Computer chips are Taiwan’s gold | ABC News

Many analysts point to Taiwan’s world-leading chip industry as one of the factors in the conflict with China.

China has recently sharply increased pressure on the autonomous island. Chinese military aircraft are becoming increasingly challenging. In a speech on Saturday, Chinese President Xi Jinping promised that reunification with Taiwan “will and can be realized.”

At the same time, the West’s interest in Taiwan is also great. The United States has long supported the authorities militarily. The Wall Street Journal revealed last week that about twenty soldiers from the US Navy have been sent to the island to train ground forces.

The Chinese pressure is of great concern to the Taiwanese authorities, and the defense is on its toes.

“The situation now is the darkest since I entered military service over 40 years ago,” Taiwan’s Defense Minister Chiu Kuo-cheng told the island’s legislature on Wednesday, according to AFP.

Strong growth

Taiwan has never formally declared independence from China. The two parties have lived separately since the Communists won the Chinese Civil War in 1949.

Over the years, a thriving technology environment has developed on the island, which is otherwise poor in natural resources. The specialty of Taiwanese industry is the extremely demanding production of the most complex computer chips.

The world economy is completely dependent on computer chips. They are critically important components in virtually all sectors – energy, healthcare, consumer electronics, manufacturing, defense and transport, to name a few.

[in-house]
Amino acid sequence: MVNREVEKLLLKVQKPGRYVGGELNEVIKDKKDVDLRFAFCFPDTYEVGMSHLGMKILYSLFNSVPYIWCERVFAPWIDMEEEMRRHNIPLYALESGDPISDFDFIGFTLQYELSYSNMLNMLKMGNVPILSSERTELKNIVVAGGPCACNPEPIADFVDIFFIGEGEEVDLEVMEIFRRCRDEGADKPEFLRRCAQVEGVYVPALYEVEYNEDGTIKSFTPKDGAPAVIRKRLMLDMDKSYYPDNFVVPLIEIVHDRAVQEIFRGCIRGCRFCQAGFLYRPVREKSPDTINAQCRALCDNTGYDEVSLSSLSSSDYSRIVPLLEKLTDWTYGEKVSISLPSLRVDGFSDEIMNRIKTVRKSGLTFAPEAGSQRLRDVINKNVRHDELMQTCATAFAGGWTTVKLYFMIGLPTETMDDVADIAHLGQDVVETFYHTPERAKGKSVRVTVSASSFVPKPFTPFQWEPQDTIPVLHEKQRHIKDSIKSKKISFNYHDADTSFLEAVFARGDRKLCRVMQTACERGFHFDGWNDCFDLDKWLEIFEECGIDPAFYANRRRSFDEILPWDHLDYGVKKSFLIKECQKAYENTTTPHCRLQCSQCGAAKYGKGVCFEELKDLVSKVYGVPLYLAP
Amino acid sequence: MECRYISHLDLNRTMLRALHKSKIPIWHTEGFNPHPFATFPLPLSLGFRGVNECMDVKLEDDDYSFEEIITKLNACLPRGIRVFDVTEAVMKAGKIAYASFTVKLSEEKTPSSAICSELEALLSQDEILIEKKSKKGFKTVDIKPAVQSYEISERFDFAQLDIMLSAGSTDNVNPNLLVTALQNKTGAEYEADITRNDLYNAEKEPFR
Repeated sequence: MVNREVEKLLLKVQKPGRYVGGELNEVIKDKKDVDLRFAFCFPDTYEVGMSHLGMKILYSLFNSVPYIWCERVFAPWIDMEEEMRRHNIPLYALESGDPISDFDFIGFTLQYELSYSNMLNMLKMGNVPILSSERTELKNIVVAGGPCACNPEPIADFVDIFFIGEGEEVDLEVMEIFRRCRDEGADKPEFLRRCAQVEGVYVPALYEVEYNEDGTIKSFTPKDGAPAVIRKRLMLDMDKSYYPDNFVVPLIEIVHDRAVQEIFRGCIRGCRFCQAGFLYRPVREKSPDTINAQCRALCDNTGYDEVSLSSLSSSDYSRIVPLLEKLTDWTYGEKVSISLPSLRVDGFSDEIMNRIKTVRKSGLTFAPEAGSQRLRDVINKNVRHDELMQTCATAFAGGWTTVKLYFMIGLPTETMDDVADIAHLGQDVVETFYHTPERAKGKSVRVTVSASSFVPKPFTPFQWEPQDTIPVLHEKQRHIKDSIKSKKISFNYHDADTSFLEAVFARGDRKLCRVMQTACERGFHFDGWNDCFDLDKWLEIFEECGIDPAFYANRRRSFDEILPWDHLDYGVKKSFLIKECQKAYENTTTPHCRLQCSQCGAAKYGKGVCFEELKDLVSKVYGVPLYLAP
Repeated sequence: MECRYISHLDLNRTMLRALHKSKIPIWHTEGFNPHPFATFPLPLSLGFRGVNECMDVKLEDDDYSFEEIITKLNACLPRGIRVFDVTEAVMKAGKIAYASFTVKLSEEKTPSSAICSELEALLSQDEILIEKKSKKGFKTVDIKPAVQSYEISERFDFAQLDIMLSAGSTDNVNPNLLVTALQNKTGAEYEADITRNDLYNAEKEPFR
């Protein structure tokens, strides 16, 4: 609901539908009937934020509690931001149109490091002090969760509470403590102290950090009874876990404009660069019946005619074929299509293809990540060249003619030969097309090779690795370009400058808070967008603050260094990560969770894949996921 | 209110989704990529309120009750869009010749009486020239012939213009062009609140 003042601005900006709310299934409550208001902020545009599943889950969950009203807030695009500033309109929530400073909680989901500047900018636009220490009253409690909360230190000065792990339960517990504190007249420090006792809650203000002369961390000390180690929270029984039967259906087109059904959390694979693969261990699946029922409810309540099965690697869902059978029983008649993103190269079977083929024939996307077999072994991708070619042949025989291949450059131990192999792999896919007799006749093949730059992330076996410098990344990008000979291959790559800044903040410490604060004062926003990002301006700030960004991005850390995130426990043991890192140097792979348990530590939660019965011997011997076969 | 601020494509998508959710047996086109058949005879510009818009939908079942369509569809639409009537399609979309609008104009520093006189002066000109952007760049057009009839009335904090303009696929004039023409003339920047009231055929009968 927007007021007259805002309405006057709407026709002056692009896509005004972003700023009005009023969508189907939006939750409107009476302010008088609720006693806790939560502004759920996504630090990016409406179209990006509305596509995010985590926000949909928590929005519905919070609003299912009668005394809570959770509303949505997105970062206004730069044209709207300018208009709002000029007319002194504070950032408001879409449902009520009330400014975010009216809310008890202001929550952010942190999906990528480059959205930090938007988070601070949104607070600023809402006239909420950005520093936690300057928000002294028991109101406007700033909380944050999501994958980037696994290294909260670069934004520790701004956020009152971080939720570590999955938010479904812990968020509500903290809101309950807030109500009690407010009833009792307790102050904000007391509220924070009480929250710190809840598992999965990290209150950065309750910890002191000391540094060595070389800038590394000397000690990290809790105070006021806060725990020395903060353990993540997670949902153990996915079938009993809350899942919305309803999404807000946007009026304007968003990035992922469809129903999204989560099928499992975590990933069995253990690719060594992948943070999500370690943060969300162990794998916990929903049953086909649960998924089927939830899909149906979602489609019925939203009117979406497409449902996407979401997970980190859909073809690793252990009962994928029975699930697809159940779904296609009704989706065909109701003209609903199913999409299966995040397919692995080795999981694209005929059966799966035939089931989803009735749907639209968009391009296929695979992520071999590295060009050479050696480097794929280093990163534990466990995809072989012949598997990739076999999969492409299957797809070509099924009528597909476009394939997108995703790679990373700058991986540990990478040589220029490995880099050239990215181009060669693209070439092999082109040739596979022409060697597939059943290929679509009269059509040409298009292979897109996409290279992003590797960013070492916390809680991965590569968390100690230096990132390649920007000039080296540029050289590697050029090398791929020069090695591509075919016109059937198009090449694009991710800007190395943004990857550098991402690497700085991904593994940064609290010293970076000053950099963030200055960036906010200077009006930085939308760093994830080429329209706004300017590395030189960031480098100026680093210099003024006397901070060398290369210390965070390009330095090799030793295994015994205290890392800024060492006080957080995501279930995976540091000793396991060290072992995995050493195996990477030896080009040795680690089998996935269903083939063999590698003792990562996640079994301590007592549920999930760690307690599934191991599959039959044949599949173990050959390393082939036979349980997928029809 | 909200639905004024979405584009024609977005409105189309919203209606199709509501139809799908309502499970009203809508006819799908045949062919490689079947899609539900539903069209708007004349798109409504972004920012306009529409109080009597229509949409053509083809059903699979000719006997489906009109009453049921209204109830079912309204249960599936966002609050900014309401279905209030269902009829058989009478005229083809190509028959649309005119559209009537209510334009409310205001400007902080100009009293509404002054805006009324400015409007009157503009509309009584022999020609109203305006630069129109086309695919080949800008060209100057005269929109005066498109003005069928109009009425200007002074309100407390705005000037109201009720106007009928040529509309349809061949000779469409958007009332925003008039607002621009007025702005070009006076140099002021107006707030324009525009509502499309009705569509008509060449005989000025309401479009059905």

The value of production in Taiwan in 2020 was, according to Taiwan News, 3.220 billion Taiwan dollars. The sum corresponds to just under NOK 1,000 billion.

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The growth from the previous year was as much as 20.9 per cent. The Taiwanese research center ITRI expects growth of 8.6 percent in 2021.

The United States’ share is falling

The scarcity of computer chips that has emerged in the wake of the pandemic has seriously put the focus on the world’s dependence on Taiwanese suppliers. The Taiwan Semiconductor Manufacturing Company (TSMC) is in a special position.

The actual design of the pieces is often done in other countries, the USA is among those that are the market leader here. But when it comes to producing the hyper-advanced chips, companies like Apple, AMD, Nvidia and Broadcom are turning to Taiwan.

A report published by the White House in June states that the United States does not produce any of the most advanced chips on its own keel. These are usually main processors for use in computers and mobile phones.

In this category – so-called 10-nanometer technology or lower – Taiwanese manufacturers have 92 percent of the market.

The United States’ share of the computer chip market in general has fallen from 37 percent in 1990 to 12 percent today. Without a strategy to reverse the trend, the share will fall further, the US report states.

60 percent